Statistical guidance for experimental design and data analysis of mutation detection in rare monogenic mendelian diseases by exome sequencing.

TitleStatistical guidance for experimental design and data analysis of mutation detection in rare monogenic mendelian diseases by exome sequencing.
Publication TypeJournal Article
Year of Publication2012
AuthorsZhi, D, Chen, R
JournalPLoS One
Volume7
Issue2
Paginatione31358
Date Published2012
ISSN1932-6203
KeywordsExome, Genetic Diseases, Inborn, Genetic Predisposition to Disease, Humans, Models, Statistical, Mutation, Research Design, Sample Size, Sequence Analysis, DNA
Abstract

Recently, whole-genome sequencing, especially exome sequencing, has successfully led to the identification of causal mutations for rare monogenic Mendelian diseases. However, it is unclear whether this approach can be generalized and effectively applied to other Mendelian diseases with high locus heterogeneity. Moreover, the current exome sequencing approach has limitations such as false positive and false negative rates of mutation detection due to sequencing errors and other artifacts, but the impact of these limitations on experimental design has not been systematically analyzed. To address these questions, we present a statistical modeling framework to calculate the power, the probability of identifying truly disease-causing genes, under various inheritance models and experimental conditions, providing guidance for both proper experimental design and data analysis. Based on our model, we found that the exome sequencing approach is well-powered for mutation detection in recessive, but not dominant, Mendelian diseases with high locus heterogeneity. A disease gene responsible for as low as 5% of the disease population can be readily identified by sequencing just 200 unrelated patients. Based on these results, for identifying rare Mendelian disease genes, we propose that a viable approach is to combine, sequence, and analyze patients with the same disease together, leveraging the statistical framework presented in this work.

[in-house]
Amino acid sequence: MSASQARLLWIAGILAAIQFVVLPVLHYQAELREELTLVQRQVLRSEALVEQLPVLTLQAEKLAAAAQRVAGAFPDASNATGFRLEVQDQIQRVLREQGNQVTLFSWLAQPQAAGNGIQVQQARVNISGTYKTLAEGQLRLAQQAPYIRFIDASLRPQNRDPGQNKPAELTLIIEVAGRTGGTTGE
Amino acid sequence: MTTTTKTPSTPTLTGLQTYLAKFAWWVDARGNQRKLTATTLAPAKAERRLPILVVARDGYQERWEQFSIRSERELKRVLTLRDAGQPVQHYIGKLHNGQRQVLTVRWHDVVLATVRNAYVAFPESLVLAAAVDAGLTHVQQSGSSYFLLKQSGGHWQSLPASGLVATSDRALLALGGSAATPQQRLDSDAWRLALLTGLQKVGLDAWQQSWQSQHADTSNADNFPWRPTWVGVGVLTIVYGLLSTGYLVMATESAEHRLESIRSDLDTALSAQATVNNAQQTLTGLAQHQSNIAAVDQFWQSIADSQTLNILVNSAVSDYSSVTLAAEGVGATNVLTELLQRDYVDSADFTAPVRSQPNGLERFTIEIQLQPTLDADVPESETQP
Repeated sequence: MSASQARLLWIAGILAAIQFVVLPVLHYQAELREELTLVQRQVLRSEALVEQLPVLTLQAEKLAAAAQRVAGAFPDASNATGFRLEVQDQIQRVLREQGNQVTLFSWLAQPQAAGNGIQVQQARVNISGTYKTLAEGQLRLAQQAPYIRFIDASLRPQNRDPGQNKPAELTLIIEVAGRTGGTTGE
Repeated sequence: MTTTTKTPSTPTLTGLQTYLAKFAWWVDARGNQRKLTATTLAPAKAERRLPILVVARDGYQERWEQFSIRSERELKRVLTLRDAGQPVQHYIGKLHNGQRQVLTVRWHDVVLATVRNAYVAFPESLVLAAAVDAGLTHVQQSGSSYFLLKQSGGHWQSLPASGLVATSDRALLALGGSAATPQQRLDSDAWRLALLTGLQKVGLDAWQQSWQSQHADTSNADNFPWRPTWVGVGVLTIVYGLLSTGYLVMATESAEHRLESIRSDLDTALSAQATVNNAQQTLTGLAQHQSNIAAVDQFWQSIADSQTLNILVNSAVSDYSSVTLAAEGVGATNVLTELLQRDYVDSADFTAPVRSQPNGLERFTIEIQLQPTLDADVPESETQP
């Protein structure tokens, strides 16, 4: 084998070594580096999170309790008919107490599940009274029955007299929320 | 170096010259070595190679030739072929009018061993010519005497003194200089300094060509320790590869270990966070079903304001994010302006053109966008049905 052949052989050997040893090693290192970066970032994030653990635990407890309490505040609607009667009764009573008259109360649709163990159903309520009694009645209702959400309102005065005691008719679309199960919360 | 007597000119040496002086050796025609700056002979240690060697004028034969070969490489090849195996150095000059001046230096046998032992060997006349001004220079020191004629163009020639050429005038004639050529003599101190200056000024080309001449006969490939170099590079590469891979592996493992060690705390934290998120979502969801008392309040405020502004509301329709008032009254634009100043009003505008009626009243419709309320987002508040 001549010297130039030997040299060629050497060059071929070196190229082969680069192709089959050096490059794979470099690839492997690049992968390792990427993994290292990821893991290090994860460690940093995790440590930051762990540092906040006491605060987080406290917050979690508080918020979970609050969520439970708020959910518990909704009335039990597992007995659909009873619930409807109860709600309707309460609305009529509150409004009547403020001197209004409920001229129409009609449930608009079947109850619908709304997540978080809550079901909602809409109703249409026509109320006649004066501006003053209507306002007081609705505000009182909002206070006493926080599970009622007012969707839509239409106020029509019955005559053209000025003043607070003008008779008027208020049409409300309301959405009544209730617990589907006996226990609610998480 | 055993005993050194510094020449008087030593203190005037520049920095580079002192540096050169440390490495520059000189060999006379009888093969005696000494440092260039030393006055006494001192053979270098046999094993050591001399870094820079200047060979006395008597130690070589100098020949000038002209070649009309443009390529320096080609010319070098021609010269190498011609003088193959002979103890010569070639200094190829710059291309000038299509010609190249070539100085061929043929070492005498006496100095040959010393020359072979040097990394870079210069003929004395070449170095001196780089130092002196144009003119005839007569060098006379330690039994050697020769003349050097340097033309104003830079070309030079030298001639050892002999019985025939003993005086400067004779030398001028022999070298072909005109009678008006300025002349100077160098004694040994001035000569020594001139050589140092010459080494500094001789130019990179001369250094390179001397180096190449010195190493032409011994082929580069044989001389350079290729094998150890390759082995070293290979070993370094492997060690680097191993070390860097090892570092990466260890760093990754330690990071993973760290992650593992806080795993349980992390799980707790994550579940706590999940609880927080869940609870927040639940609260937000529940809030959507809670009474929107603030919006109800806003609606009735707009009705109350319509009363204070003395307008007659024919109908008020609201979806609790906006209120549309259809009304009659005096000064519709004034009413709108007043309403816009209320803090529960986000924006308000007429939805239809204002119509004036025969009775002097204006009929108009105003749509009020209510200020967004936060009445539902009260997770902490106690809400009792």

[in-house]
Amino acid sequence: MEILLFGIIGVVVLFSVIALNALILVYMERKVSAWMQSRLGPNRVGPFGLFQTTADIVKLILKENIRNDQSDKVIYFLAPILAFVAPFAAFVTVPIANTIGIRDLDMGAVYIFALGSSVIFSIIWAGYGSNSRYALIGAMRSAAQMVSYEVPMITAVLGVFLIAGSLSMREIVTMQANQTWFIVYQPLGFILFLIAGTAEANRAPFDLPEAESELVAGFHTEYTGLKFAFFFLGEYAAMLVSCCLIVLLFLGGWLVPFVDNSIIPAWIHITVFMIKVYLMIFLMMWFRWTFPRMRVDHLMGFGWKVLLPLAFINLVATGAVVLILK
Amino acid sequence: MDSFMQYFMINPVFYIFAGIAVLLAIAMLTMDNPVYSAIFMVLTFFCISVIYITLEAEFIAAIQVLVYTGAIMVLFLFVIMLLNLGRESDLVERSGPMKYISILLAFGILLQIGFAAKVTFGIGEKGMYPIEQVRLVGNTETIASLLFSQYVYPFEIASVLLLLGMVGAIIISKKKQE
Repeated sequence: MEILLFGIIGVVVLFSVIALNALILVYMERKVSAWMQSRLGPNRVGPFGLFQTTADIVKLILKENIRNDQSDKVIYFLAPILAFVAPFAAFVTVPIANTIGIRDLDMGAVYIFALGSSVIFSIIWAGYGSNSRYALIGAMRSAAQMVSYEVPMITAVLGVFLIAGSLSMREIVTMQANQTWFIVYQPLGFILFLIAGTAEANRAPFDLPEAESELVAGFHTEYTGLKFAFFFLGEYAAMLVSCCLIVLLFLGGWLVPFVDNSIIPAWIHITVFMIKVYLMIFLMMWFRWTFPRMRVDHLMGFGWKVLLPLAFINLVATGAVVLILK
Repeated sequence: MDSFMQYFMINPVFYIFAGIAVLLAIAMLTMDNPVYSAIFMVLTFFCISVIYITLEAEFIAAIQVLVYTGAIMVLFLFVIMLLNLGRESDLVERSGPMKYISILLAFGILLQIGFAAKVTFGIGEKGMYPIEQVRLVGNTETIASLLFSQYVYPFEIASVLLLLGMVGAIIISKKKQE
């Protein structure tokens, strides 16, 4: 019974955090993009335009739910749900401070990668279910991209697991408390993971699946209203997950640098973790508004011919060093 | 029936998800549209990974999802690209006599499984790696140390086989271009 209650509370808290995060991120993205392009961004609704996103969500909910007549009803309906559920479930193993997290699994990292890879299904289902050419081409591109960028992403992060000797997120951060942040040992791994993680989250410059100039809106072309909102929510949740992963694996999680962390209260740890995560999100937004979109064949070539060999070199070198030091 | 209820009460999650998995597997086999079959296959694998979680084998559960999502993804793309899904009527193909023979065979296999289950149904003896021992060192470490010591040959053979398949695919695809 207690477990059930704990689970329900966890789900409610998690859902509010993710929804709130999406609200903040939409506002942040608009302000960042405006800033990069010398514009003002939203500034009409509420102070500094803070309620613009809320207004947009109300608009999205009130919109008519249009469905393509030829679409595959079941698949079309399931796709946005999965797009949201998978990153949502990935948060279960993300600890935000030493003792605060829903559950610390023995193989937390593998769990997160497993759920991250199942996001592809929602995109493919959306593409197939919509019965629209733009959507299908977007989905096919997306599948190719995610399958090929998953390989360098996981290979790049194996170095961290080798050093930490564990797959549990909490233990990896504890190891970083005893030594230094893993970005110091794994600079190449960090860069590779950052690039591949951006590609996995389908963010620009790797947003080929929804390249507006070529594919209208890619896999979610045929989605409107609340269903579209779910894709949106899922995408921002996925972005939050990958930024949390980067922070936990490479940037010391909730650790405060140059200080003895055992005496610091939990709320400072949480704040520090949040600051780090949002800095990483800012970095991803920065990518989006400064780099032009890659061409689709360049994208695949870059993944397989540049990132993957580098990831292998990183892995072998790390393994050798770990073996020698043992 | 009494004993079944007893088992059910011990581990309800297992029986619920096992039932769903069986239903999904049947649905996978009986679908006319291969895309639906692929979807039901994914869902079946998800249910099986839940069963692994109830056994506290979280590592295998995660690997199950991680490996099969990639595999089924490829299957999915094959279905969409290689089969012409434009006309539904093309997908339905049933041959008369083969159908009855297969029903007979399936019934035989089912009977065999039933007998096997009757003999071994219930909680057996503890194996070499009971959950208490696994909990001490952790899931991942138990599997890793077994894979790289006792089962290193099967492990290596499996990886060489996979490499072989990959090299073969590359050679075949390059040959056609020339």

DOI10.1371/journal.pone.0031358
Alternate JournalPLoS ONE
PubMed ID22348076
PubMed Central IDPMC3277495
Grant ListR00 RR024163 / RR / NCRR NIH HHS / United States
R01 EY018571 / EY / NEI NIH HHS / United States
R01EY018571 / EY / NEI NIH HHS / United States